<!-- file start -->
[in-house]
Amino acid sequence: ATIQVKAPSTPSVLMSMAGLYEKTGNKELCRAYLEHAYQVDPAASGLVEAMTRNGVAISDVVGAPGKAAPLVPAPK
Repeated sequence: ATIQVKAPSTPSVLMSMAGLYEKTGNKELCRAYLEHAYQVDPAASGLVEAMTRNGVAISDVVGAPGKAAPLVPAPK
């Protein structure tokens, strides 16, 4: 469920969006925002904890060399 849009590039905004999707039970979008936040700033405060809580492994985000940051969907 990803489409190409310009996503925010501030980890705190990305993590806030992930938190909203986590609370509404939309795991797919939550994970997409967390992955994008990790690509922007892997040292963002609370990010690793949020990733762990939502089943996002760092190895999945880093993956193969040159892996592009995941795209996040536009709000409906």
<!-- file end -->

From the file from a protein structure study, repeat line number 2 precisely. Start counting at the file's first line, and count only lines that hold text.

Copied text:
Amino acid sequence: ATIQVKAPSTPSVLMSMAGLYEKTGNKELCRAYLEHAYQVDPAASGLVEAMTRNGVAISDVVGAPGKAAPLVPAPK